The Robot framework supports a number of command-line options and covering each option is beyond the scope of this Robot framework tutorial. You can execute the following command to get more information about each option.

robot --help

Automation Framework

Install Selenium Library For Robot Framework

The Robot framework has a set of Robot standard libraries that are supported along with the framework. Usage of these libraries does not require installation of a separate module. Some of the standard libraries that are included in the normal installation are:

  1. Operating System
  2. Remote
  3. Process
  4. Reserved
  5. Screenshot
  6. String
  7. Telnet
  8. XML
  9. DateTime

You can find the complete list by visiting the official documentation of robot.libraries package. Any test library that is not a part of the standard libraries is considered as an external library.
There are a number of external libraries that are created by the Robot framework open-source community. To install , you just need to initiate the below command from the terminal.

pip install <robotframework-externallibrarypackage>

As we would be using the Robot framework with Selenium, the next step in the Robot Framework tutorial is to install the SeleniumLibrary as an external test library to Robot. In order to install the SeleniumLibrary, run the below command on the terminal.

pip install robotframework-SeleniumLibrary

Terminal SeleniumLibrary

The SeleniumLibary is mandatory for automation testing with Selenium & Python using the Robot framework. SeleniumLibrary supports Python version 2.7, 3.4, or newer. This library is forked from Selenium2Library, hence you can also install the same library using the below command.

pip install robotframework-Selenium2Library

Other than the Robot framework for Selenium with Python, the SeleniumLibrary also offers support with PyPy and Jython; though these topics would not be covered as a part of this Robot framework tutorial. I would be sure to cover them in my upcoming articles so make sure to hit the bell icon on blog to stay tuned.

Apart from Selenium, some of the other popular Robot External Libraries are

  1. HTTP
  2. Database
  3. SSH
  4. Android
  5. iOS
  6. MongoDB

Here is a simplistic view of the .robot script/file which contains all of the necessary libraries both internal and external which might be utilized by the test cases.


Also Read: Parallel testing in Selenium with Python

Now that you have everything set up correctly, it is time to get your hands dirty with Robot and Selenium test execution.

Should You Use Robot Framework or Selenium WebDriver, or Both?

Many developers & testers have the confusion whether they should use Robot framework or Selenium WebDriver in itself would suffice. There is a huge difference between both of them – Robot is a test framework that makes use of test libraries (standard & external) to execute tests, whereas Selenium is only a WebDriver/library that requires the support of test automation runners in order to perform test execution.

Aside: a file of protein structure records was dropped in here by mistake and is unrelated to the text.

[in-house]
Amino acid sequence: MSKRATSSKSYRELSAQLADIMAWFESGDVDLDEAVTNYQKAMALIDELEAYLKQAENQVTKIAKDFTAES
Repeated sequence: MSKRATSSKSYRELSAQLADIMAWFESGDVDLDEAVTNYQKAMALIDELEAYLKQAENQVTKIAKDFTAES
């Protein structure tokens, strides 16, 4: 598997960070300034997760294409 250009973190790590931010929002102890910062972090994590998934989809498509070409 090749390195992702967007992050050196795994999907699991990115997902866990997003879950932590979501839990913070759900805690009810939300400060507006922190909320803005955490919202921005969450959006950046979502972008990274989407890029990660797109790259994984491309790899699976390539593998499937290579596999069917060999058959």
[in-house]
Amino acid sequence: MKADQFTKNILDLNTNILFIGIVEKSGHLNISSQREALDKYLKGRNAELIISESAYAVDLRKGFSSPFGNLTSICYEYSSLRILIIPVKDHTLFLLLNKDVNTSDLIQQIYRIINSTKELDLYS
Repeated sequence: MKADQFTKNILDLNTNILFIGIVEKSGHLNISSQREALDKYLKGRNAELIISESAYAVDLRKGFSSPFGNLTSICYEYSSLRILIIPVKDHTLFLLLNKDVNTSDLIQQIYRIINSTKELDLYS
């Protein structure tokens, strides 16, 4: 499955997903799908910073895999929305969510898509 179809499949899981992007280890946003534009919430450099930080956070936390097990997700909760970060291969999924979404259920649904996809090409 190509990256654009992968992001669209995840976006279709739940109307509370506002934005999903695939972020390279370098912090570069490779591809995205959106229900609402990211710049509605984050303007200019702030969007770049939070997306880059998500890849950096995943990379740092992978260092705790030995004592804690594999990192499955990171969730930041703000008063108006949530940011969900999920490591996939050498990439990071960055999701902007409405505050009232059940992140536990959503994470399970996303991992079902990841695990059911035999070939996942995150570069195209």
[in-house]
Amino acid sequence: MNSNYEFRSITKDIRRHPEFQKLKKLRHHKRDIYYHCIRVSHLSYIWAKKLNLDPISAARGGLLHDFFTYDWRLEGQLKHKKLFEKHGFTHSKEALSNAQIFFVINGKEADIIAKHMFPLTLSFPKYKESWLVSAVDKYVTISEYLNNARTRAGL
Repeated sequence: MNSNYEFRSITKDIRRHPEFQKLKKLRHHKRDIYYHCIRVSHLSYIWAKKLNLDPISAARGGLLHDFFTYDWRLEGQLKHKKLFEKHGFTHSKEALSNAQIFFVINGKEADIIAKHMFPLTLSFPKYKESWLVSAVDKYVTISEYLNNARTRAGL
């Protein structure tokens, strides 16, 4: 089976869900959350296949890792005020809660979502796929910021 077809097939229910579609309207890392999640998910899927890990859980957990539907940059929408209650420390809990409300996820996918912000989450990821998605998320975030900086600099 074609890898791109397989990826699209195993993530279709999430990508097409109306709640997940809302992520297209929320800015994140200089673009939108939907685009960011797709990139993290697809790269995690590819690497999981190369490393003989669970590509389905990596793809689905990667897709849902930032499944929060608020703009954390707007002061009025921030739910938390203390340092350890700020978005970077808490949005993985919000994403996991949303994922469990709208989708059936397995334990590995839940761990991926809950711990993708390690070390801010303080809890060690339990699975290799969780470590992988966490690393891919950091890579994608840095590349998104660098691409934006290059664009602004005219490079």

Robot framework can be used to perform different types of automated tests, whether these tests are about UI testing or API level testing. SeleniumLibrary module which was described above enables Selenium framework support in Robot.

The SeleniumLibrary interfaces with the Selenium WebDriver, which in turn executes the commands on the respective browser under test. The interaction between the SeleniumLibrary and Selenium WebDriver is abstracted from the developer of the test script.

So yes, you need both Selenium WebDriver and the Robot framework.

Run Your First Robot Framework Script With Selenium And Python

Test cases using the Robot framework are created using Keywords. As a part of the SeleniumLibrary, a number of Keywords can be used for Test Suite implementation. Before using the Keywords, you need to first import the SeleniumLibrary in the Robot script (in the *** Settings *** section), this can be done using Library SeleniumLibrary or Library Selenium2Library.

Here are some of the most prominently used Keywords from the SeleniumLibrary.

SeleniumLibrary Keywords

However, the choice of keywords would depend on your test suite or test case. You can have a look at all the Keywords supported by SeleniumLibrary in the official documentation of SeleniumLibrary Keywords.

It is now time to get to the crux of this Robot framework tutorial and have a look at a sample implementation that uses Robot Framework and SeleniumLibrary.

Test Scenario 1: Perform a Google search with the search query ‘LambdaTest’.

Keywords to use –

Wait Until Page Contains, Wait Until Element Is Visible, Input Text, and Submit Form. Since these Keywords are part of the SeleniumLibary/Selenium2Libary, the required library is imported before we start the actual operation.

*** Settings ***
Library  Selenium2Library
Suite Setup     Open browser    ${URL}   ${BROWSER}
Suite Teardown  Close All Browsers

*** Variables ***
${URL}              http://www.google.com
${BROWSER}          Chrome
# Alternately you can also use xpath=//*[@id="tsf"]/div[2]/div/div[1]/div/div[1]/input
${search_form}      css=form[name=f]
${search_query}     css=input[name=q]

${search_term}      LambdaTest

*** Test Cases ***
Google Search
    Wait Until Page Contains      ${URL}
    Wait Until Element Is Visible  ${search_form}
    Wait Until Element Is Visible  ${search_query}
    Input Text      ${search_query}   ${EMPTY}
    Input Text      ${search_query}   ${search_term}
    Submit Form

In order to get information about each element located in the URL under test (google.com), we make use of the Inspect feature in Chrome.


You can execute the code using the command robot